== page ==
Restraining order abuse
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In the 1990s, increasing political attention to the problem of domestic violence against women resulted in many pieces of legislation designed primarily to protect women, such as the Violence Against Women Act.
An unfortunate side effect of this has been the incidence of systemic abuse by those the system was designed to protect. Restraining orders designed to protect against domestic violence or stalking have in many cases been used to separate fathers from their children, gain a tactical advantage in divorce proceedings, or simply to exact revenge when no demonstrable threat exists.
Proponents of the current laws argue that access to restraining order protection must have low barriers to encourage women to seek help. Arguments for a minimal burden of proof focus on the precautionary principle - it is "better to be safe than sorry" and grant the order even if there is doubt as to whether violence is imminent, rather than to delay or deny the order and risk harm.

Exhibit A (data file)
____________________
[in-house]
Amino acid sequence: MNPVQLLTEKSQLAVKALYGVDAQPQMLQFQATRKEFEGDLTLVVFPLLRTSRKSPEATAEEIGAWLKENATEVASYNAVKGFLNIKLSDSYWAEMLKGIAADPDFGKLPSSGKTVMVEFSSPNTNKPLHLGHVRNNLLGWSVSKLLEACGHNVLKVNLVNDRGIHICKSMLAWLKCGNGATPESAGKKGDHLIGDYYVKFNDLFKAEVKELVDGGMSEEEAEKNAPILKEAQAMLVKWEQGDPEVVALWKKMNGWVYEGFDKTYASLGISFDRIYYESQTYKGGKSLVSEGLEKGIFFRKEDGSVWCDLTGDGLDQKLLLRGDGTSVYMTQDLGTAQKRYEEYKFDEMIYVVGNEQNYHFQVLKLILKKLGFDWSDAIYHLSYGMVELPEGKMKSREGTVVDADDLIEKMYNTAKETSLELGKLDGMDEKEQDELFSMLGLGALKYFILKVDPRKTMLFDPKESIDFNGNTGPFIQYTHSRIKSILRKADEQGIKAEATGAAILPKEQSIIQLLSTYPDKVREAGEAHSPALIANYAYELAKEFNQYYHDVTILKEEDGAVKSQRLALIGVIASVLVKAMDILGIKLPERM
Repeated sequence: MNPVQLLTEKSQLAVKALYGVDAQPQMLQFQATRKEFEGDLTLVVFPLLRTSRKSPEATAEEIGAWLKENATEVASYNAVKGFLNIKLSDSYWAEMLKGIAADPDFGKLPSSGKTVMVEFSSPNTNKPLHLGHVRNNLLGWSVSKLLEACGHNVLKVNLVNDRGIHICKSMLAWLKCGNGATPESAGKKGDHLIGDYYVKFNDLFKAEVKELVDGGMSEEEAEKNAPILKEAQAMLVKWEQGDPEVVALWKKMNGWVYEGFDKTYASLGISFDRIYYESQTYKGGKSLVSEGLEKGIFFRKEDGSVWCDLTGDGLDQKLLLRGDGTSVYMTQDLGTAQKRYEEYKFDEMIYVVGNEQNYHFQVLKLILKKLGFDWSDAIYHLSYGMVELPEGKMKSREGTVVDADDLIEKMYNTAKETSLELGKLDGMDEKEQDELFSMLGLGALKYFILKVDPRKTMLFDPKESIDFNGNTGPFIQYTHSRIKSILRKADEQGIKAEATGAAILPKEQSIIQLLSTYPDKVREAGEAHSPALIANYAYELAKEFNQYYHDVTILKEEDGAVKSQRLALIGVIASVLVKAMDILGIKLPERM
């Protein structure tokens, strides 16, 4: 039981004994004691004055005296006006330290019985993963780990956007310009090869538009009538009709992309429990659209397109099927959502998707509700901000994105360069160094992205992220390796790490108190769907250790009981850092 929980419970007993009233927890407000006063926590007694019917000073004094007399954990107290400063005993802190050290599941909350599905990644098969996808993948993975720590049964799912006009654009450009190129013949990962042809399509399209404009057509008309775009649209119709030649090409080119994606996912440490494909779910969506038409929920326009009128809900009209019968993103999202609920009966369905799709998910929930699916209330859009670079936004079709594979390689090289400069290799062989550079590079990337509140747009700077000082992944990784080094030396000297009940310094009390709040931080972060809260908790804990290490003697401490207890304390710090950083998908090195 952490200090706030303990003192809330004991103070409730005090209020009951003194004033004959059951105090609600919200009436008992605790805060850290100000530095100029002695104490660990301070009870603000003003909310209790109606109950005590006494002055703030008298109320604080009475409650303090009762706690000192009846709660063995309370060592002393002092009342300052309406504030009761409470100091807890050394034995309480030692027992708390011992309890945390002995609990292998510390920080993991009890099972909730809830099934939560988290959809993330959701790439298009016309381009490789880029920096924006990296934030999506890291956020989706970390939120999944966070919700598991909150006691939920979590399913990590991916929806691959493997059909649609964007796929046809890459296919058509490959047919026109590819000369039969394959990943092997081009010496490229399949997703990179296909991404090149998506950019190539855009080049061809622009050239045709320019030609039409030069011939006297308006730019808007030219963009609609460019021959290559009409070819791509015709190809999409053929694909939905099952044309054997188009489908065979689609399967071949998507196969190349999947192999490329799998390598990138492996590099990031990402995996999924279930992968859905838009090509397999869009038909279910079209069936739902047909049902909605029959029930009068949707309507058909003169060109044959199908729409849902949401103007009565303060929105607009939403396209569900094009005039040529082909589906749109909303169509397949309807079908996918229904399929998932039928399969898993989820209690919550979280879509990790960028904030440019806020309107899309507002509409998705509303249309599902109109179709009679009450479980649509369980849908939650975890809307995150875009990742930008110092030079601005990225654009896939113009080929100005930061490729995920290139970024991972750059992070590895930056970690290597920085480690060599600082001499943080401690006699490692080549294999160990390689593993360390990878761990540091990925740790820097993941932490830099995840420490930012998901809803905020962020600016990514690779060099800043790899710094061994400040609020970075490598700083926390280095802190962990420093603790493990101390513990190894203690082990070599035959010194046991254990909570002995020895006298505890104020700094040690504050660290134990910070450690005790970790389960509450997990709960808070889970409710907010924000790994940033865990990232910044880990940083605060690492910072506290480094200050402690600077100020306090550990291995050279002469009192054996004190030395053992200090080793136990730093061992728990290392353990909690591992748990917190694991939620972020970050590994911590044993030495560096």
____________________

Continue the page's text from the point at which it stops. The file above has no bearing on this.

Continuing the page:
These same principles which advocates claim are necessary to protect women also leave the process open to abuse. In most jurisdictions, temporary orders are granted ex parte, and in many jurisdictions the only proof required to get a restraining order is a claim of fearfulness on the one seeking the order with no necessity to justify that claim.
Elaine Epstein, president of the Massachusetts Bar Association (1999), has said "the facts have become irrelevant... restraining orders are granted to virtually all who apply", a claim highlighted by a recent (2006) celebrity restraining order case involving David Letterman Regarding divorce cases, Epstein has stated "allegations of abuse are now used for tactical advantage" (ibid).
As a result, the restraining order process has come under heavy criticism from masculist and men's rights groups, who argue that the process fails to meet due process requirements. In many cases, those restrained are separated from their families, may be forced to change jobs, and also lose their Second Amendment rights. These consequences, they argue, ought to be given greater consideration to balance the application of the precautionary principle in an environment where the rights of the accused seem to be given little consideration.
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